Comitês Consultivos/organização & administração , Fármacos Anti-HIV/uso terapêutico , Infecções por HIV/prevenção & controle , Transmissão Vertical de Doença Infecciosa/prevenção & controle , Mães , Complicações Infecciosas na Gravidez/prevenção & controle , Gestantes , Organização Mundial da Saúde , Adulto , Comitês Consultivos/economia , Contagem de Linfócito CD4 , Canadá , Feminino , Infecções por HIV/tratamento farmacológico , Humanos , Malaui/epidemiologia , Área Carente de Assistência Médica , Nigéria/epidemiologia , Aceitação pelo Paciente de Cuidados de Saúde , Gravidez , Complicações Infecciosas na Gravidez/tratamento farmacológico , Serviços de Saúde Rural/organização & administração , Serviços de Saúde Rural/estatística & dados numéricos , Zimbábue/epidemiologia
20.
J Acquir Immune Defic Syndr ; 75 Suppl 2: S233-S239, 2017 06 01.
Artigo em Inglês | MEDLINE | ID: mdl-28498194

RESUMO

BACKGROUND: Six implementation research studies in Malawi, Nigeria, and Zimbabwe tested approaches for improving retention in care among women living with HIV. We simulated the impact of their interventions on the probability of HIV transmission during pregnancy and breastfeeding. METHODS: A computer-based state-transition model was developed to estimate the impact of the retention interventions. Patient-level data from the 6 studies were aggregated and analyzed, and weighted averages of mother-to-child transmission (MTCT) of HIV probabilities were presented. The average MTCT probability of the more successful interventions was applied to national estimates to calculate potential infections averted if these interventions were taken to scale. RESULTS: Among the total cohort of 5742 HIV-positive women, almost 80% of all infant infections are attributed to the roughly 20% of HIV-positive pregnant and breastfeeding women not retained on antiretroviral therapy. Higher retention in the arms receiving interventions resulted in an overall lower estimated MTCT probability of 9.9% compared with 12.3% in the control arms. In the 2 studies that showed a statistically significant effect, Prevention of MTCT Uptake and Retention (PURE) and Mother Mentor (MoMent), the difference in transmission rates between intervention and control arms was 4.1% and 7.3%, respectively. Scaling up retention interventions nationally in the 3 countries could avert an average of almost 3000 infant infections annually. CONCLUSIONS: Linking HIV-positive pregnant women to antiretroviral therapy and retaining them is essential for addressing the remaining gaps and challenges in HIV/AIDS care and the elimination of MTCT. At national level, even modest improvements in retention translates into large numbers of infant infections averted.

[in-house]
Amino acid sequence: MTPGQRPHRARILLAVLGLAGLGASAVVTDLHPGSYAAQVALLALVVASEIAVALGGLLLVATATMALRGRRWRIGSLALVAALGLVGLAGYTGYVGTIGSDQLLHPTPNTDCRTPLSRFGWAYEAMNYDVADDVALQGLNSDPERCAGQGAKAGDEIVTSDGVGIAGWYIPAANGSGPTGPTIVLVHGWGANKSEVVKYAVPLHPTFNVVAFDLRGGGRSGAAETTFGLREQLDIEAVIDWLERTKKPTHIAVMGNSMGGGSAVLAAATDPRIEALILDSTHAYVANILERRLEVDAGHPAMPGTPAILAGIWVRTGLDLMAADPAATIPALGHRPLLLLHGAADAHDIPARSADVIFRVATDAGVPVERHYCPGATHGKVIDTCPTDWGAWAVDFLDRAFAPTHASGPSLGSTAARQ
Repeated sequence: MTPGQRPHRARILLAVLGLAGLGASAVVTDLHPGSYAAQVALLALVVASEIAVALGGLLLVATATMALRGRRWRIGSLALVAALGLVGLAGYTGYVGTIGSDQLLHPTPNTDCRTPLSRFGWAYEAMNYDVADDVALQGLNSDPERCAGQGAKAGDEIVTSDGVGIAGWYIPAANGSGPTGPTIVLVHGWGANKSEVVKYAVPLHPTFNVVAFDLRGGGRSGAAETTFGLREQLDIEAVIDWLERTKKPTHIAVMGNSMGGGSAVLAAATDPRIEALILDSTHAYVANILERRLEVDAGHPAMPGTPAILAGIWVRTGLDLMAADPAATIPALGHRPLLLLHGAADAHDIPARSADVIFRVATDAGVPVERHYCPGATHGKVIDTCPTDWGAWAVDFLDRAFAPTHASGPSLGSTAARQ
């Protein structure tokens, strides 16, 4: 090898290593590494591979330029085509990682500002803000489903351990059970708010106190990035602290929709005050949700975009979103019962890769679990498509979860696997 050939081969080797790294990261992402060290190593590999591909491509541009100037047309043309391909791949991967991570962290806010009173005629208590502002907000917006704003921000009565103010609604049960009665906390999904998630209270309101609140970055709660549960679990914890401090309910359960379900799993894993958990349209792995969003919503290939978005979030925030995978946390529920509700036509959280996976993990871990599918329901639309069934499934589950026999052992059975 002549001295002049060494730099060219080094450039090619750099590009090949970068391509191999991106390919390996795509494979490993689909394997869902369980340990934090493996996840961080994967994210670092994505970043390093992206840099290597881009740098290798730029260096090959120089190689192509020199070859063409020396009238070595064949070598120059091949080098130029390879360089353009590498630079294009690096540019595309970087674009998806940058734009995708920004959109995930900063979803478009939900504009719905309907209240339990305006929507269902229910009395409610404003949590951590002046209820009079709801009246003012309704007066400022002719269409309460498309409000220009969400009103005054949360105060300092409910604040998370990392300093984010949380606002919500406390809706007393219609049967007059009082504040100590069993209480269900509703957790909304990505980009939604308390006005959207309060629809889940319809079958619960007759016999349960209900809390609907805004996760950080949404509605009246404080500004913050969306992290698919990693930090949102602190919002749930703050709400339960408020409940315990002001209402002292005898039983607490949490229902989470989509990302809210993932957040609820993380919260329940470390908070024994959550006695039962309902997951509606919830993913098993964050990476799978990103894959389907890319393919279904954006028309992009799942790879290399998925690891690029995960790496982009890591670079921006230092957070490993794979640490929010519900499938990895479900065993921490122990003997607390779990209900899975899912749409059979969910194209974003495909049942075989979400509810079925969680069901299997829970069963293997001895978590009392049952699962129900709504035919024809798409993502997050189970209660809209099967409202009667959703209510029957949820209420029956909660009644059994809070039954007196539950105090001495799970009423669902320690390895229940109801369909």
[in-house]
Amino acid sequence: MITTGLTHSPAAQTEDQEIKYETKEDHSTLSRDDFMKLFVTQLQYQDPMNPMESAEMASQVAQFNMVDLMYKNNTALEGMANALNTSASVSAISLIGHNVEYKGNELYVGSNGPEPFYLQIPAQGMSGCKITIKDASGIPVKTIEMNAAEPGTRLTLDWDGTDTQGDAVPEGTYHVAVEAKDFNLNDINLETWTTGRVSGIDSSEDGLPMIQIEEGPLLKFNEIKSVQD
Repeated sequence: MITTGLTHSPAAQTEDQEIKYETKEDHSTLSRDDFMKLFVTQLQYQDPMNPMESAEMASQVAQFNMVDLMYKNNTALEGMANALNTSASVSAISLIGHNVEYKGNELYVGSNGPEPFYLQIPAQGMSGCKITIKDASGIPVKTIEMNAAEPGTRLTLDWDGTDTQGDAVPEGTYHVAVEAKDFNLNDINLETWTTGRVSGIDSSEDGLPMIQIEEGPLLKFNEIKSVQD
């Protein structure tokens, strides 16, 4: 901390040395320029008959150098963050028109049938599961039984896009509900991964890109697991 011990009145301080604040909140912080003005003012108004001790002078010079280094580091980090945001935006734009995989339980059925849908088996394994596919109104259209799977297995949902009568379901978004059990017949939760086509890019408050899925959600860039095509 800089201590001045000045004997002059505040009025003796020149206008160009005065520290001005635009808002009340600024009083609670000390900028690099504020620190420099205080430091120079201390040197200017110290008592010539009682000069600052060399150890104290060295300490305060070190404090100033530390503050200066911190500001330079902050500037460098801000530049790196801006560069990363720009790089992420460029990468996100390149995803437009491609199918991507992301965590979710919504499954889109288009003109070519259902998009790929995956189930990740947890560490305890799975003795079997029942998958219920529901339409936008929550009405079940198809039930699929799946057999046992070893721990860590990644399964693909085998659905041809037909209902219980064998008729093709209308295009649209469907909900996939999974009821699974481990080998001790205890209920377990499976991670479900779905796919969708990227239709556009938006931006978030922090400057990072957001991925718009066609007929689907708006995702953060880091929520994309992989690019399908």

Assuntos
Fármacos Anti-HIV/uso terapêutico , Aleitamento Materno , Infecções por HIV/prevenção & controle , Infecções por HIV/transmissão , Transmissão Vertical de Doença Infecciosa/prevenção & controle , Mães , Cooperação do Paciente/estatística & dados numéricos , Complicações Infecciosas na Gravidez , Adulto , Feminino , Humanos , Lactente , Recém-Nascido , Malaui/epidemiologia , Modelos Teóricos , Nigéria/epidemiologia , Cooperação do Paciente/psicologia , Gravidez , Complicações Infecciosas na Gravidez/epidemiologia , Zimbábue/epidemiologia